Design for Education

We are witnessing an evolution in K-12 education. For decades, methods and curricula remained fairly consistent. Standard classroom typology provided a highly controlled setting for lessons in a disciplined environment, with schools designed to support this ethos. Such models still exist today, even with efforts to decouple aspects of traditional classrooms and support facilities with an aesthetic reinterpretation of spaces and buildings.


With society moving deeper into a knowledge-based and technology rich economy, debate about education is ongoing. Exploration of classrooms for today and tomorrow – fitted out with trendy furniture, writing surfaces, and technology – give students more flexibility. Smart devices and internet connectivity puts information at students’ fingertips. The classroom of today is less teacher focused and more about student-directed learning – offering the ability to navigate their own choices for learning in small groups or individually – with guidance from the teacher.


In response, we are designing dynamic learning spaces, repurposed libraries, and informal group spaces. Also, still amid a global pandemic, educators, administrators, and designers are grappling with ways to safely return children to a physical learning environment. Critical lessons learned through trial provide a better understanding of how to manage and keep students safe from contracting contagions within the school environment. Products and methodologies developed include enhanced air ventilation systems, specialty lighting, as well as opening up classrooms to well ventilated natural outdoor settings. In total, the reality has emerged that there is not a temporary fix. Rather, an evolution of learning spaces is occurring to ensure future-ready, safe, and secure schools for our students, teachers, and administrators.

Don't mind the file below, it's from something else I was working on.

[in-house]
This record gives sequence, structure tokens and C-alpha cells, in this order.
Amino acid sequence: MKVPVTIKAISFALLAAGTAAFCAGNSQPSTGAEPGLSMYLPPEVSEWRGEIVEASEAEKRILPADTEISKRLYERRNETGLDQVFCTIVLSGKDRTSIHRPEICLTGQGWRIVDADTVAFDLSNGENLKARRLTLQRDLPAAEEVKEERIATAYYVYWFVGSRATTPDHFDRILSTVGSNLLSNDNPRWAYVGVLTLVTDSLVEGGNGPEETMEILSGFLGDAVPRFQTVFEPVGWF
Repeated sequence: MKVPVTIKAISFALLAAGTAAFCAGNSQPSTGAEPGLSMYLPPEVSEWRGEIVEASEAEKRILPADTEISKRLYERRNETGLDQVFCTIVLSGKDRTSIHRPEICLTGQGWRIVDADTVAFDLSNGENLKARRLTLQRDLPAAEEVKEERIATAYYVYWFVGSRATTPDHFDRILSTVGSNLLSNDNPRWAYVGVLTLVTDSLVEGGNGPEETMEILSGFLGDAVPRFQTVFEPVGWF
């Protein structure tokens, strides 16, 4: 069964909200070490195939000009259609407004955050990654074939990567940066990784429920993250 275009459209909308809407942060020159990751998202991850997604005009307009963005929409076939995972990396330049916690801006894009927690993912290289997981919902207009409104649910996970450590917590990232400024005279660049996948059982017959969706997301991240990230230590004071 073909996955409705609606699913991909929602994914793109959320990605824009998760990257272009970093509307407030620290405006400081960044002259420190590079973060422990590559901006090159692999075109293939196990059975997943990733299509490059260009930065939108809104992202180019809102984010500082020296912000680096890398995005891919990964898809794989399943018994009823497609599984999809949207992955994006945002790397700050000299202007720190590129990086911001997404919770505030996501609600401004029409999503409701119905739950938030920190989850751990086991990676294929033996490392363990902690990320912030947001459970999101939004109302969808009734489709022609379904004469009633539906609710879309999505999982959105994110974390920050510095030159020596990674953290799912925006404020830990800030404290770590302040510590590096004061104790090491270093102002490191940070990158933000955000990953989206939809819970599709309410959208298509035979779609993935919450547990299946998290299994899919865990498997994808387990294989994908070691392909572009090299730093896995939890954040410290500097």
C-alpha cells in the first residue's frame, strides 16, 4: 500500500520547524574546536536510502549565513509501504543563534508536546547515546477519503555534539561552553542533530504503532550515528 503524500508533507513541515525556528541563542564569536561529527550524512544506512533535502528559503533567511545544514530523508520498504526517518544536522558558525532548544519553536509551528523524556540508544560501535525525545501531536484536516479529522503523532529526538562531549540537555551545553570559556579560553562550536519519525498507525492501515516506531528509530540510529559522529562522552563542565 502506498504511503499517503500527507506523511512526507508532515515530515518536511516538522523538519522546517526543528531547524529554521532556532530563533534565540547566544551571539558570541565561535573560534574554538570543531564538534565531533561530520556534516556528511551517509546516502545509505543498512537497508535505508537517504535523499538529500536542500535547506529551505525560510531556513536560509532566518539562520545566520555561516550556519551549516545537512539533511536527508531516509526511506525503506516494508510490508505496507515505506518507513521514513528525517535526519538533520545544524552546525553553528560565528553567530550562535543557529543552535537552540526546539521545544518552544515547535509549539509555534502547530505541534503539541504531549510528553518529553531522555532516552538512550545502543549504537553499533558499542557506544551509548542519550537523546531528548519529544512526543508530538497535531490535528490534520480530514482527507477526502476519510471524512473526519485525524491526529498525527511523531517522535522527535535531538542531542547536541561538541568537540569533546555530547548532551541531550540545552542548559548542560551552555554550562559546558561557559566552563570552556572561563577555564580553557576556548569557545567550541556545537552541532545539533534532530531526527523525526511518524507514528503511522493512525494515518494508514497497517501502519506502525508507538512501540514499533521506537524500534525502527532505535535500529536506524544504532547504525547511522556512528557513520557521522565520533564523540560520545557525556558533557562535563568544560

Designing for the Future

Today, the alternate classroom is not a physical space or room. Communication between teachers and students is via a group chat. The bulk of assignments are digital. Work areas, libraries and research centers can be anywhere there is good internet connection. This has raised the challenge of keeping students focused and motivated, with many falling out of the system. If this continues, then what will the classroom be used for?


Studies have shown that students perform better and are more engaged when they have a choice of seating to suit their comfort level, facilitating work in different group sizes. This changes the need for a traditional desk-and-chair configuration. Designs and materials for floor and wall surfaces, tabletops, and finishes have created interactive learning tools. New teaching approaches have started to break down or blur the boundaries of what the typical classroom should look like and will challenge designers to continue to think out of the box. 

Career Options